The Institute's essay program aligns perfectly with our mission:
"To provide an independent forum for those who dare to read, think, speak, and write in order to advance the professional, literary, and scientific understanding of sea power and other issues critical to national defense."
The subjects examined by the vast Naval community of those who think deeply and consider the successes, failures and future of maritime and national security policy cover a broad range of fascinating, critical topics, some of which are listed below. Individual essay contests are generally made possible with support from commercial defense contractors, whose interest in encouraging new ideas surrounding specific topics lines up with the Institute's mission to host such discussions. The centerpiece of the Institute's essay program is the General Prize.
The General Prize Essay contest is perhaps the oldest continuously conducted writing contest in the entire United States. The Institute began work on the Contest in 1878 under the leadership of the most recognized and celebrated Naval Strategist in United States history, Alfred Thayer Mahan, then the Chairman of the Naval Institute.
Lieutenant Commander Allan D. Brown first proposed the idea for an essay contest sponsored by the U.S. Naval Institute for "a paper which shall be deemed the best" on 9 May 1878 at the organization's meeting in Annapolis. The first contest was in 1879. The name of the contest was changed in 1985 to the Arleigh Burke Essay Contest in honor of the World War II hero, former Chief of Naval Operations, and President of the Naval Institute. The name reverted to the General Prize in 2008. Today, the prizes honor the first, second, and third best articles published in Proceedings over the previous year, from October through September of the succeeding year.
Essay Contest may be found here.
Watch the pages of Proceedings and the usni.org home page for announcements concerning upcoming essay contests.
Since 1879 The Naval Institute flagship essay contest has been the General Prize. The Institute began work on the Contest in 1878 under the leadership of the most recognized and celebrated Naval Strategist in United States history, Alfred Thayer Mahan, then the Chairman of the Naval Institute. LCDR Allan D. Brown, USN first proposed the contest in May of 1878, a bold project for a young and struggling professional association with only 250 total members. The Contest was incorporated into the Naval Institute Constitution in 1884. Since that time the Contest has undergone regular changes in both name and process as succeeding Boards of the Naval Institute sought to maintain its relevance and currency.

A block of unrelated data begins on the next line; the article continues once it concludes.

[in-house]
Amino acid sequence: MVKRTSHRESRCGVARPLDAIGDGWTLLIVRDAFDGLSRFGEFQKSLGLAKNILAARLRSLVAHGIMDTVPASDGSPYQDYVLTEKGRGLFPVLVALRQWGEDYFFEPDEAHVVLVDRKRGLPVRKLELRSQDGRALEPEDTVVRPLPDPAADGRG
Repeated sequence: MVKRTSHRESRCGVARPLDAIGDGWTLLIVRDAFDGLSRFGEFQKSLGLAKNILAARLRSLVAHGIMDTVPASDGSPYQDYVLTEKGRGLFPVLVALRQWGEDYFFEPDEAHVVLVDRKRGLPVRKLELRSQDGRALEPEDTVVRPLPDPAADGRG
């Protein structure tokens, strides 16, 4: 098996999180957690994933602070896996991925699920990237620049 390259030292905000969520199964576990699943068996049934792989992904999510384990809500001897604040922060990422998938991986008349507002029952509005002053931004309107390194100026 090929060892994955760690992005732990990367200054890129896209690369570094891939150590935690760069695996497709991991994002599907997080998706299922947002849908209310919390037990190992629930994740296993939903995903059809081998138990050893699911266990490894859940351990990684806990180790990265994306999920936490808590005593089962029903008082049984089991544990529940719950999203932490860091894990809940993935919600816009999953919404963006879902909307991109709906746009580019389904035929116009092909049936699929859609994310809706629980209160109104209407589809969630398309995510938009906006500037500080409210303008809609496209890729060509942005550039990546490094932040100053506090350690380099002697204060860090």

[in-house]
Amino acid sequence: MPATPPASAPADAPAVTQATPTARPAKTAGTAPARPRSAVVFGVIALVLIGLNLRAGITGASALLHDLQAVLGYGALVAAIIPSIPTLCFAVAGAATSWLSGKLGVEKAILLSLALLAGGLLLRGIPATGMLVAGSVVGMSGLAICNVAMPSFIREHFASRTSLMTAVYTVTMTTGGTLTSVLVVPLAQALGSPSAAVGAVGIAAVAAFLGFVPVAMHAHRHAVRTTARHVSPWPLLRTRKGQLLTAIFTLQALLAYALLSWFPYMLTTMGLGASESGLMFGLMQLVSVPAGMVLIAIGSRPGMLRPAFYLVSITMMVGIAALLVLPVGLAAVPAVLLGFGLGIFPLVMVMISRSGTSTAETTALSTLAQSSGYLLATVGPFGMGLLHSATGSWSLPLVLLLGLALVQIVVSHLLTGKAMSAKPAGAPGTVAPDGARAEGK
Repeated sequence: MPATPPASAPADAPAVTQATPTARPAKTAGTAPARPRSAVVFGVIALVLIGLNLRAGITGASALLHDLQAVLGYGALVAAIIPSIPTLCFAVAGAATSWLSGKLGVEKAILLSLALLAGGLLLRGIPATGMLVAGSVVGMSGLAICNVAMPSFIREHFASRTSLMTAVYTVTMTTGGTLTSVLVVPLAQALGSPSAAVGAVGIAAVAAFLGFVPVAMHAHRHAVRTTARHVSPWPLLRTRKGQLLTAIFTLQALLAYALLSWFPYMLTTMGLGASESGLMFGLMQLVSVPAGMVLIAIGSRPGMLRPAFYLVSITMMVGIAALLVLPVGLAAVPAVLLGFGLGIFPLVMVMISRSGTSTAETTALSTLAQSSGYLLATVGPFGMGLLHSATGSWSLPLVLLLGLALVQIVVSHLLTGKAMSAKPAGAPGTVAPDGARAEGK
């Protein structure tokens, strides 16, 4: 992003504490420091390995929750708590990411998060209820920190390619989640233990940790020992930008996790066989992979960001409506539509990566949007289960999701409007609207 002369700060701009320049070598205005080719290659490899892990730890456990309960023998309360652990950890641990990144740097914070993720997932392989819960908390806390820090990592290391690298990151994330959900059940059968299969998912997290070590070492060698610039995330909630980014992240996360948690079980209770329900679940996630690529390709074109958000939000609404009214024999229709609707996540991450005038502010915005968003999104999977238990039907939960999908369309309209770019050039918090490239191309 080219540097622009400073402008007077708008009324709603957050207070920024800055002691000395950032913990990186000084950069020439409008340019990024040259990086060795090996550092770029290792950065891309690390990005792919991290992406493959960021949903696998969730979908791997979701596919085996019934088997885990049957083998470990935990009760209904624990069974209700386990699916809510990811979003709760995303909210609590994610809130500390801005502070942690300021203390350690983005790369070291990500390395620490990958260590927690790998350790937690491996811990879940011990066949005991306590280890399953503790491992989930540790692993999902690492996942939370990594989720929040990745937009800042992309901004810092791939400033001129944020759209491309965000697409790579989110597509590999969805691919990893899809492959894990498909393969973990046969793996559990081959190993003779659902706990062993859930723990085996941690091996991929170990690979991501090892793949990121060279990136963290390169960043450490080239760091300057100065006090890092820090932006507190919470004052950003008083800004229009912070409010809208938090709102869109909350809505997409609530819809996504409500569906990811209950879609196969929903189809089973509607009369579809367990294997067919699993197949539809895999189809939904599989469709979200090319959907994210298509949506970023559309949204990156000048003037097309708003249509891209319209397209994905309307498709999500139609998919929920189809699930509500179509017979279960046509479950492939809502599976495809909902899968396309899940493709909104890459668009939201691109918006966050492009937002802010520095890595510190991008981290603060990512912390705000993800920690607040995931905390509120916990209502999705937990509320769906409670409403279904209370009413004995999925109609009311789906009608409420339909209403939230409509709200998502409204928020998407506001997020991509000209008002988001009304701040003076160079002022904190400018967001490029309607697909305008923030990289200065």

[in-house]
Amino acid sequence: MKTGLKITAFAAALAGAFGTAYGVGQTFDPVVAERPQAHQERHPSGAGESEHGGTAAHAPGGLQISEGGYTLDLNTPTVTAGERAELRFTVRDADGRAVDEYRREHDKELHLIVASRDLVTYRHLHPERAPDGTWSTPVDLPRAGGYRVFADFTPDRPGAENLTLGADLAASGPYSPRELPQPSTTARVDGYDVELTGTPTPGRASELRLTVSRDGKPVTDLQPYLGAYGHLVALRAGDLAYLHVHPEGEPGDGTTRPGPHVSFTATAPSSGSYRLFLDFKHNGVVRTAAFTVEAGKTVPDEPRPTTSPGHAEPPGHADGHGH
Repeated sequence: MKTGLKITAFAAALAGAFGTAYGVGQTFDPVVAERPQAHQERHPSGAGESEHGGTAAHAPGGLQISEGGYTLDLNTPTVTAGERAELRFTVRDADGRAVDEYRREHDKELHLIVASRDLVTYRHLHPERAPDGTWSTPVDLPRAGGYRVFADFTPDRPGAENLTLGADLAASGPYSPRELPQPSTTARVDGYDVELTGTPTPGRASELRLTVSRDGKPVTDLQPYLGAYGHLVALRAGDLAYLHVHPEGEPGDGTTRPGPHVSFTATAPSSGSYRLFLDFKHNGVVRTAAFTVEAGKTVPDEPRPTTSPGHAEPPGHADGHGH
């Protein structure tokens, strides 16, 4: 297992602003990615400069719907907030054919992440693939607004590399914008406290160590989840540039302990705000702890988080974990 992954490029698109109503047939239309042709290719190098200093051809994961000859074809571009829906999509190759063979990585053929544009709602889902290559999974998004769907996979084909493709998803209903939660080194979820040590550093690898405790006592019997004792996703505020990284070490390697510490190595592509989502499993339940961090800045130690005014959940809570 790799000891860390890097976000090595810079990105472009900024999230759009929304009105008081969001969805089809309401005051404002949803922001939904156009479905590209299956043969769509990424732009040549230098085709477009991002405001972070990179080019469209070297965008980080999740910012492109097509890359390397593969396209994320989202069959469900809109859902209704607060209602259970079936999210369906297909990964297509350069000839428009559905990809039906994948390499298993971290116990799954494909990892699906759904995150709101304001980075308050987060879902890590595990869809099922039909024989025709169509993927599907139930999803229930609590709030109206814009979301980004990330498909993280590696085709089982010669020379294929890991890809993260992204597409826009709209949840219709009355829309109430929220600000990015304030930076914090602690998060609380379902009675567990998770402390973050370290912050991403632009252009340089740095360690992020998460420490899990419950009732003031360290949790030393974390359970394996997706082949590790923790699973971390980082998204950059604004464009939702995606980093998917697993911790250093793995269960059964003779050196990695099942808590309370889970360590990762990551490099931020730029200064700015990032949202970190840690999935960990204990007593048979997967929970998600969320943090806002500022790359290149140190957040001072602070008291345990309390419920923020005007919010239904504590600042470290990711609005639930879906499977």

The roster of Previous winners is a Who’s Who of distinguished naval Leaders starting with Mahan himself and including CDR Bradley Fisk, LT Ernest J. King, USN; LCDR Dudley Knox; LCDR J.K. Holloway, Jr., and ADM James Stavridis.
The subject for the 1st contest would ring as important today as it did in 1879: Naval Education for Officers and Men. There were 10 entries, all written in longhand.
The 10 essays were all identified by motto and the judges even those many years ago were careful to include a disclaimer that “they did not necessarily approve the opinions and proposals contained in the preferred essays, but had chosen those most thoughtful . . . in substance and most accurate in style.”
Ironically, the first winner was none other than the same LCDR Brown who had originally proposed having the contest. Accordingly, he was awarded a gold medal, a $100 cash prize and a Life membership (then valued at $30) and his winning essay appeared in Proceedings.
In 1890 the Board unanimously rejected the only three essays submitted as unworthy and immediately thereafter added a new section to the constitution authorizing the Board to refuse to award the Prize if no essay was worthy.
Today the Prize continues in its 135th consecutive year, and following a seven year period where winners were chosen from among published articles in Proceedings in the previous twelve months. In 2014 the Contest is reverting to the traditional essay contest model that has served it so well since 1879.
The Mission of the U.S. Naval Institute clearly encourages “…an independent forum for those who dare to read, think, speak, and write in order to advance the professional, literary, and scientific understanding of sea power and other issues critical to national defense”. The Institute’s General Prize Essay Contest is an enduring endorsement of that principle, and invites an open, annual forum to discuss the most compelling and forward thinking ideas on issues raised by those wishing to enter the great debate that is the General Prize Essay Contest. There is no restriction on theme. This is an acknowledgment that an important component of the Contest is your opinion concerning the most pressing issues, and your approach on the way forward.
1st Prize $6,000 + One year membership in the USNI
2nd Prize $3,000 + One year membership in the USNI
3rd Prize $2,000 + One year membership in the USNI
Note: All prize winners receive a one-year U.S. Naval Institute membership.
Prize winners are honored as part of USNI’s Recognition ceremony during the Naval Institute's Annual Meeting, or at some other event to be determined by the Institute.
Essay contests have been central to the work of the Naval Institute for well over one hundred years. They directly fulfill the Institute’s educational mission by encouraging writing on issues of concern to the Sea Services. They provide thought-provoking articles that spur ongoing discussion of these same issues, not only in Naval Institute media, print and digital, but also in other leading defense and national security forums.